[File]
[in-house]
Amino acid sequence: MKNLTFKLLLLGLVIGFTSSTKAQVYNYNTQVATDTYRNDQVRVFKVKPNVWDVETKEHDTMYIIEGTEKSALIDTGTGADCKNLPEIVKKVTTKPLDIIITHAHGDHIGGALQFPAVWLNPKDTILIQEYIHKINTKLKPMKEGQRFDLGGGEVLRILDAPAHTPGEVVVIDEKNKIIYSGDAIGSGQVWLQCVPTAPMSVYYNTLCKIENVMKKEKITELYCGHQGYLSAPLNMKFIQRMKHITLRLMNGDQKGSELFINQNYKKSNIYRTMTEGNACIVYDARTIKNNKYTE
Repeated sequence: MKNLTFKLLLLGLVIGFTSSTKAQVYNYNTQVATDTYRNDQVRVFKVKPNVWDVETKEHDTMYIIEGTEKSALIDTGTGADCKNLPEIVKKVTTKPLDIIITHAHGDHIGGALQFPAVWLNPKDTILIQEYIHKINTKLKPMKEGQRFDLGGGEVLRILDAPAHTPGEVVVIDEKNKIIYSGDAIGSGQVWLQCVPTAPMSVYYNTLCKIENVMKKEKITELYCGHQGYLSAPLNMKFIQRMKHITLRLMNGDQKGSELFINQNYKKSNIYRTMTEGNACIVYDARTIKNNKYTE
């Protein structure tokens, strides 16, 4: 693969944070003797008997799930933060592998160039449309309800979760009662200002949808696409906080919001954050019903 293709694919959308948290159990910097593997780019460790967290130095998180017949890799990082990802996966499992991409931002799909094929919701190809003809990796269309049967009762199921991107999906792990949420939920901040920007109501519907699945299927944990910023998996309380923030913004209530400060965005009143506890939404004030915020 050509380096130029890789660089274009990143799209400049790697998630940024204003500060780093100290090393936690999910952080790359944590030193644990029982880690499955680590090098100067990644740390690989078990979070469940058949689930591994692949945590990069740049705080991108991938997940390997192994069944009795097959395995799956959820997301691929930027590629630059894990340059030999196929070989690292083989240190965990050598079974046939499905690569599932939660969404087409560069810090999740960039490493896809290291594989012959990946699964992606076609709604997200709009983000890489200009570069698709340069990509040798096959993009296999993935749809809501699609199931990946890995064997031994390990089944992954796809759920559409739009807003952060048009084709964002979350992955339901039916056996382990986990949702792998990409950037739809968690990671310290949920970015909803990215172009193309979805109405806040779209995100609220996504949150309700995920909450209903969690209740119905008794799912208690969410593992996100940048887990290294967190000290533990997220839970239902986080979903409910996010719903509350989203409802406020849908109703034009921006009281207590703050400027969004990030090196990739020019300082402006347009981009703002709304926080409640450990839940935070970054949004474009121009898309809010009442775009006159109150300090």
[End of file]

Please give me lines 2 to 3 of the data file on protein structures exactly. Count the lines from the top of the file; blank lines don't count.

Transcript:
Amino acid sequence: MKNLTFKLLLLGLVIGFTSSTKAQVYNYNTQVATDTYRNDQVRVFKVKPNVWDVETKEHDTMYIIEGTEKSALIDTGTGADCKNLPEIVKKVTTKPLDIIITHAHGDHIGGALQFPAVWLNPKDTILIQEYIHKINTKLKPMKEGQRFDLGGGEVLRILDAPAHTPGEVVVIDEKNKIIYSGDAIGSGQVWLQCVPTAPMSVYYNTLCKIENVMKKEKITELYCGHQGYLSAPLNMKFIQRMKHITLRLMNGDQKGSELFINQNYKKSNIYRTMTEGNACIVYDARTIKNNKYTE
Repeated sequence: MKNLTFKLLLLGLVIGFTSSTKAQVYNYNTQVATDTYRNDQVRVFKVKPNVWDVETKEHDTMYIIEGTEKSALIDTGTGADCKNLPEIVKKVTTKPLDIIITHAHGDHIGGALQFPAVWLNPKDTILIQEYIHKINTKLKPMKEGQRFDLGGGEVLRILDAPAHTPGEVVVIDEKNKIIYSGDAIGSGQVWLQCVPTAPMSVYYNTLCKIENVMKKEKITELYCGHQGYLSAPLNMKFIQRMKHITLRLMNGDQKGSELFINQNYKKSNIYRTMTEGNACIVYDARTIKNNKYTE